Basically you want to detect this before it happens.
I use monit with a filesystem check to send an email and try some basic steps like so;
check filesystem rootfs with path /dev/hda1
IF SPACE USAGE > 90 % THEN alert
IF SPACE USAGE > 95 % THEN
The outcome of a Disk FULL condition on mysql is highly dependent on how you configured MySQL and the underlying partition structure. The default on CentOS packaged version is to write the following
logs -> /var/log/mysqld.log
binlogs -> /var/lib/mysql/mysql-bin.00NNNN
data -> /var/lib/mysql/
However, unfortunately the default filesystem layout is to put /var/ on a single parition like so;
/dev/cciss/c0d0p2 on /var type ext3 (rw)
hence the result of disk full is usually a pretty sh*tty outcome with loss of data.
The MySQL server procedure for dealing with a Disk Full condition is described in the manual here;
According to the docs, if you free up enough space that it should continue;
When a disk-full condition occurs, MySQL does the following:
It checks once every minute to see whether there is
enough space to write the current row. If there is enough space, it continues as if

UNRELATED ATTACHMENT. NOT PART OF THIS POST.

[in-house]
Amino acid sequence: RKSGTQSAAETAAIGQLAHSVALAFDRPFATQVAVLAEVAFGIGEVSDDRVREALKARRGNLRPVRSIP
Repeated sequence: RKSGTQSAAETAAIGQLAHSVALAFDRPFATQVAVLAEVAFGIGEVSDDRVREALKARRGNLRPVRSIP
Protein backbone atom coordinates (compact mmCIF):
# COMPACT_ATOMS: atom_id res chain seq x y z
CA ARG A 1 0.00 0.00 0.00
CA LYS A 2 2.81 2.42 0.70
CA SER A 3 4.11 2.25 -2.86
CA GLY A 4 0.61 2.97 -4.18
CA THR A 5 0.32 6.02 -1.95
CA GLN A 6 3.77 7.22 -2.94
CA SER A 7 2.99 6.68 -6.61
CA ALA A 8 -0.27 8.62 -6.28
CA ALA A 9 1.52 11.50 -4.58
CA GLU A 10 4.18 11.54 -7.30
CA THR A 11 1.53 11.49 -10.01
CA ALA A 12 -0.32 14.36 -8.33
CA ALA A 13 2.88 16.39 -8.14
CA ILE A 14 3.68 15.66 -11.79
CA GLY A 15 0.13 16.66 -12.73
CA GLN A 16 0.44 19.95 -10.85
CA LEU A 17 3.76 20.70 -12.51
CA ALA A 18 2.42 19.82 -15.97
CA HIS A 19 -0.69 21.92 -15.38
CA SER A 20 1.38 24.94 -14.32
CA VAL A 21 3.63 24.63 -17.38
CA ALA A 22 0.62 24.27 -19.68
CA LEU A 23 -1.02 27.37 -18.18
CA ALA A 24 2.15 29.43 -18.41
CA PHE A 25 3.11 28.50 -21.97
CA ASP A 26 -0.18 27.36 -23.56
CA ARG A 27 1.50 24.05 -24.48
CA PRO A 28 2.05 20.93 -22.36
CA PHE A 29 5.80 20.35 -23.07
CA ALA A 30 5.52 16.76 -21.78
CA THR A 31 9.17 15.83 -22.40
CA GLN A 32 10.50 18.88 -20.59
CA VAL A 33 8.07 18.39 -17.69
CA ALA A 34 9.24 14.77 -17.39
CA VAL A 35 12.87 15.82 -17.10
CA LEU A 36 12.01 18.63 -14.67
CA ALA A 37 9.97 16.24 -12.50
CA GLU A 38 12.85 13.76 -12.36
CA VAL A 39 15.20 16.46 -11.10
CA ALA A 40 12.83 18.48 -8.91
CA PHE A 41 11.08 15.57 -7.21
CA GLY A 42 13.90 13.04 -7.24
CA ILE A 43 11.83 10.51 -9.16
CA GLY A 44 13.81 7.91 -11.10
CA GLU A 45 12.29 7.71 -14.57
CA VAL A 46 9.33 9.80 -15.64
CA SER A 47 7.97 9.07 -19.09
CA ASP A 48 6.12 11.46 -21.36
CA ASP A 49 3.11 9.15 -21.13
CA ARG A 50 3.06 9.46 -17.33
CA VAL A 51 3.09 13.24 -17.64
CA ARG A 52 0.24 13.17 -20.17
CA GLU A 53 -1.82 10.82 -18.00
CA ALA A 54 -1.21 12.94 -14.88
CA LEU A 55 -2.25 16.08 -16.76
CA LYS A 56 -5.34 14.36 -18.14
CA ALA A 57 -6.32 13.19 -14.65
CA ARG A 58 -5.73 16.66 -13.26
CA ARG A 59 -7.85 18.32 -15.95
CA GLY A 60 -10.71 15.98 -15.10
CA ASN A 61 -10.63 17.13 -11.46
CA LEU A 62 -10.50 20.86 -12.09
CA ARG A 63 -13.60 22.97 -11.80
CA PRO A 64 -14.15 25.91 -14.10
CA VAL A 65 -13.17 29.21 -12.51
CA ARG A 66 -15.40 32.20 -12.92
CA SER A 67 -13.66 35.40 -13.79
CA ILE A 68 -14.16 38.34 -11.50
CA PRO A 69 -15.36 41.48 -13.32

nothing had happened.
Every 10 minutes it writes an entry to the log file,
warning about the disk-full condition.
To alleviate the problem, you can take the following actions:
To continue, you only have to free enough disk space to insert all records.
However my experience is that by then, too much crashy stuff has happened and the mysqld needs to be restarted with loss of pending transactions.
Regarding the order of operations, the mysql manual for version 5.1 has this to say about what happens to transaction during failures to write the transacion or the binlog;
Binary logging is done immediately after a statement completes but
before any locks are released or any commit is done. This ensures that
the log is logged in execution order.
Updates to nontransactional tables are stored in the binary log
immediately after execution. In MySQL 5.1.22 and earlier versions of
MySQL 5.1, an UPDATE statement using a stored function that modified a
nontransactional table was not logged if it failed, and an INSERT ...
ON DUPLICATE KEY UPDATE statement that encountered a duplicate key
constraint—but did not actually change any data—was not logged.
Beginning with MySQL 5.1.23, both of these statements are written to
the binary log. (Bug #23333)
Within an uncommitted transaction, all updates (UPDATE, DELETE, or
INSERT) that change transactional tables such as InnoDB tables are
cached until a COMMIT statement is received by the server. At that
point, mysqld writes the entire transaction to the binary log before
the COMMIT is executed.
Modifications to nontransactional tables cannot be rolled back. If a
transaction that is rolled back includes modifications to
nontransactional tables, the entire transaction is logged with a
ROLLBACK statement at the end to ensure that the modifications to
those tables are replicated.